Where appropriate, use photos, graphics, and videos to tell the story. More engaging is visual material, which can also tell the tale faster and more succinctly than words alone. Actually, in social media posts, a picture or video may also stand alone while still expressing the full message to your audience.
To write social media content, photographs are as important as they are everywhere else. Fill it up with photos after you’ve written it to make the most of your social content. Beautiful stock photos, in-depth screenshots, and even personal images will go a long way towards enhancing your content and making your readers feel more open and welcoming.
Think for a moment about how you consider posts with pictures vs. posts without pictures in your own social media news feeds to understand why this is so important for good social media material. What ones are your clicks more likely to get? “You’re not alone if you answered “posts with photos.
Although people only remember 10 percent of what they read, they remember 65 percent of what they see, and combining your social media material with a relevant image will make it stay in the heads of your readers.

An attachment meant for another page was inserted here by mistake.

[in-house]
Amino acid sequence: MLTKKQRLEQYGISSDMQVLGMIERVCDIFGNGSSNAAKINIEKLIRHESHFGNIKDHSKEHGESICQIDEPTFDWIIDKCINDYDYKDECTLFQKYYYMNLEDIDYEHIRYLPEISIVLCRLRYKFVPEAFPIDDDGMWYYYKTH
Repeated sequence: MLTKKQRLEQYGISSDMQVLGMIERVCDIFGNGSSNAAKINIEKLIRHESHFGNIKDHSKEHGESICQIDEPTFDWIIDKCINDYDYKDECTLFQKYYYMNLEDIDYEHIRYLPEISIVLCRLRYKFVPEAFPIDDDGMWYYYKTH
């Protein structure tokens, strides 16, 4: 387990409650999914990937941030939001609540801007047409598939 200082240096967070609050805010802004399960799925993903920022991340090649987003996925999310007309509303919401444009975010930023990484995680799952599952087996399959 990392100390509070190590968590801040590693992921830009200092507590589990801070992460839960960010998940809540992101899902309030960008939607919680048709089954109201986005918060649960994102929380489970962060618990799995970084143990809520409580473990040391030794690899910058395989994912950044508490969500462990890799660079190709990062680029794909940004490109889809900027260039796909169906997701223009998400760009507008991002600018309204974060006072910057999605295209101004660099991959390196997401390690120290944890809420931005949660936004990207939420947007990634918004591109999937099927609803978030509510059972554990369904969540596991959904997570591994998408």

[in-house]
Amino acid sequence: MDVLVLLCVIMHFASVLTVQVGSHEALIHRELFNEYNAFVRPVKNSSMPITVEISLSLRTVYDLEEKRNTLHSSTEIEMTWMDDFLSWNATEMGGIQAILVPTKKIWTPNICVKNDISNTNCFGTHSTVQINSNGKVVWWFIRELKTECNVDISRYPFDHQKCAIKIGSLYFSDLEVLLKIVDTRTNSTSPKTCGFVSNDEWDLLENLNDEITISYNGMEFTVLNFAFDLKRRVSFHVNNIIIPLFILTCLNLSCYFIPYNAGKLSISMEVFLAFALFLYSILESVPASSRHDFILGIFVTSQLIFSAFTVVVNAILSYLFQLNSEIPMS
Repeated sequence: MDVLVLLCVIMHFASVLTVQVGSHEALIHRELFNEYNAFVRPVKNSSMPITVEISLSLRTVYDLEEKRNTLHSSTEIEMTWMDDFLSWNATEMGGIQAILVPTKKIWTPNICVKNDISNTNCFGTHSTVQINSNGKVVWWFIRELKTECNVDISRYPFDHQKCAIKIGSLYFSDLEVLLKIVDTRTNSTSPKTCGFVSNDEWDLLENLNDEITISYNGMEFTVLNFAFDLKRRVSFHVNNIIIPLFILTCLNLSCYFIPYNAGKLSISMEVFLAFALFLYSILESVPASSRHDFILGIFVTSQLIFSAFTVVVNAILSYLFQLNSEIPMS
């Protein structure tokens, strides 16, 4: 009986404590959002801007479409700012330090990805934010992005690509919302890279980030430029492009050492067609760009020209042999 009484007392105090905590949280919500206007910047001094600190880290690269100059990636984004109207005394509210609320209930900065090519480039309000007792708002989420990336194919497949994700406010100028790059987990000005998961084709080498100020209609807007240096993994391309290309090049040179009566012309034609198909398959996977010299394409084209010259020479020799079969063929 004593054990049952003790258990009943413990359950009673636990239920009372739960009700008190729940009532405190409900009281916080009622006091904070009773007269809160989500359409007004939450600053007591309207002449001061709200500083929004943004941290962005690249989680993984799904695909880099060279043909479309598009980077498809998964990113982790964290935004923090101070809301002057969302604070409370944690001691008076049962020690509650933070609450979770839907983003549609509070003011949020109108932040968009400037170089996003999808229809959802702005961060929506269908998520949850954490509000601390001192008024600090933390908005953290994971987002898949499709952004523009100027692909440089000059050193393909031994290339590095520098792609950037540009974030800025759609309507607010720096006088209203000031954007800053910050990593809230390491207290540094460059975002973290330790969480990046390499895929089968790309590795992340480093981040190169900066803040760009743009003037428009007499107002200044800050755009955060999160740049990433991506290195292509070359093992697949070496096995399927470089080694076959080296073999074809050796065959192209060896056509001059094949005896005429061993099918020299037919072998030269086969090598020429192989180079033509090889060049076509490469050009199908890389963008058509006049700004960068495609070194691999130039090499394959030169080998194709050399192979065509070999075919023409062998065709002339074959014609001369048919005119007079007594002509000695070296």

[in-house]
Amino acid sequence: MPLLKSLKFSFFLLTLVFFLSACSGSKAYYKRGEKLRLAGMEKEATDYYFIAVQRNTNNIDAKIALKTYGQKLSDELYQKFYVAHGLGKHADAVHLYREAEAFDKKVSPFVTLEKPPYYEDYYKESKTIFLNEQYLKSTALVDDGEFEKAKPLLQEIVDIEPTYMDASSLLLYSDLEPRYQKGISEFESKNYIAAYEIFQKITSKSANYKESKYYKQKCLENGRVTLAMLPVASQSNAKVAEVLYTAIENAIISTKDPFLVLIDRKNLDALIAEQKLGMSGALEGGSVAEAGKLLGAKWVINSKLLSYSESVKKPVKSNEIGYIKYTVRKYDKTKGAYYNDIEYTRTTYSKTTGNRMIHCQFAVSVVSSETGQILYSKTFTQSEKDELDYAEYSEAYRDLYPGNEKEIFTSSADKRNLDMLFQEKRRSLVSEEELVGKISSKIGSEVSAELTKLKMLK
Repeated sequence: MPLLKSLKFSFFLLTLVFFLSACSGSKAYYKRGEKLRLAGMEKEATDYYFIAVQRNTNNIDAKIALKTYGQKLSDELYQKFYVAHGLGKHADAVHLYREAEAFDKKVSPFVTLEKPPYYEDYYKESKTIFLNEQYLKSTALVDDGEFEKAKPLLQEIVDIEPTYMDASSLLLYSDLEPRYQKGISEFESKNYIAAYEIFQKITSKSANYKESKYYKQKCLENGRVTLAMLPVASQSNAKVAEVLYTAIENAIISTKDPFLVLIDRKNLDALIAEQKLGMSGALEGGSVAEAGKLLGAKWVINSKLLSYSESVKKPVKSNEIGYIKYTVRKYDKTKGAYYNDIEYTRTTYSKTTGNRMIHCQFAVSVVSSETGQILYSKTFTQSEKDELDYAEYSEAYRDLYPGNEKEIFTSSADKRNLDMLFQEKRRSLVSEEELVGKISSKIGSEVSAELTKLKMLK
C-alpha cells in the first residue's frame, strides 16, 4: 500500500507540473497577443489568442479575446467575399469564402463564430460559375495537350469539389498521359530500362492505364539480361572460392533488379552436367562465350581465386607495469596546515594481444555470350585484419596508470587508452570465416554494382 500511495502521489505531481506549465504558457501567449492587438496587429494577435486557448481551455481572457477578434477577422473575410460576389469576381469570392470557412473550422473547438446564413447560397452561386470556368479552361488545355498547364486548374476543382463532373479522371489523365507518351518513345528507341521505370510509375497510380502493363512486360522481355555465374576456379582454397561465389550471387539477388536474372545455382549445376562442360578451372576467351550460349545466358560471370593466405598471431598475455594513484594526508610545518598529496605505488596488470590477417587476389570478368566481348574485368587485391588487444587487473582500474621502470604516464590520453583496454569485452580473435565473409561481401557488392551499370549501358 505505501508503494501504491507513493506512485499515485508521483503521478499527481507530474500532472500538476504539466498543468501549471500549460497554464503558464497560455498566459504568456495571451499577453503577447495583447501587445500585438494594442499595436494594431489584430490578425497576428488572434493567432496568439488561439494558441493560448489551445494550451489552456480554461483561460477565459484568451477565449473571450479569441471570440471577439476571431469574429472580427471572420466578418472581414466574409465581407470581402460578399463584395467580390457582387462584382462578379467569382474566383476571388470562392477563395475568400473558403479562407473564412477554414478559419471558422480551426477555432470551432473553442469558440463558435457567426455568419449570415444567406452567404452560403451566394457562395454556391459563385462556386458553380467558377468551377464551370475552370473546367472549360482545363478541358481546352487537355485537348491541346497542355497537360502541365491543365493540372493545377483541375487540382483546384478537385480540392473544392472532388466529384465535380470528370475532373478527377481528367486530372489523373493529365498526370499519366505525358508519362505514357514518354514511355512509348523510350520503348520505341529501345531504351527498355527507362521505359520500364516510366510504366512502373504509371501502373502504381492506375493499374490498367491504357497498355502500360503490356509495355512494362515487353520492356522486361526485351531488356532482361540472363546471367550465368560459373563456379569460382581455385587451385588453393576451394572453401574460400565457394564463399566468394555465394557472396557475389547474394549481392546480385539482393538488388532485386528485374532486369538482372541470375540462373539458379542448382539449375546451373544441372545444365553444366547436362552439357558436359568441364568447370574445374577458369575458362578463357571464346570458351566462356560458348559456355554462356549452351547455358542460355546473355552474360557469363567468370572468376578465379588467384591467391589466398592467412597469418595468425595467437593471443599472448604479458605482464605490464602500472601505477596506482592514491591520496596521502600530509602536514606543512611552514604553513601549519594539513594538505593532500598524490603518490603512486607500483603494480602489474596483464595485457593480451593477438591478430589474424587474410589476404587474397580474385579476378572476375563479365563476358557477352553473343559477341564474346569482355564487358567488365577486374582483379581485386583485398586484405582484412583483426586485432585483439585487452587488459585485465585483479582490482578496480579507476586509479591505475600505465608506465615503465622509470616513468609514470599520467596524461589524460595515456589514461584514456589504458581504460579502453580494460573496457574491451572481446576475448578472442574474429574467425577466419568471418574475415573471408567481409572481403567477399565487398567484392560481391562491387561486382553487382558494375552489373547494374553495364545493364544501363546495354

Bear in mind that video will help allow you to communicate on a deeper level with your audience. Individuals react well to video, as it can humanize you and encourage them to get to know you more closely.
To ensure that your message is shared and that you look professional, customize each piece of visual content for the platform on which you are posting it for the best results.
5. Insert a CTA
Consider asking your audience to do what you want them to do next by adding a call to action (CTA) at the end of your material or social posts. Without one, even if they have enjoyed it and gained meaning from it, most people will not take any action after reading your material.
Any time you write about your brand, you need to be mindful of your CTA or Call To Action. Does that mean you need to be actively promoting yourself? Oh, no. But you do want action from your followers, don’t you? Whether it’s reading your message, watching your video, attending a conversation, posting a post, or attending an event. A desirable answer still exists.
CTAs come in various ways and have various functions. For instance, you can inspire your audience to take CTA actions by:
- Ask them to like or share your posts on your social media
- Ask a question in the comments that they can answer.
- Guide them to another content piece
- Take them to a landing page
- Guide them to your homepage
- Get them to get your newsletter subscription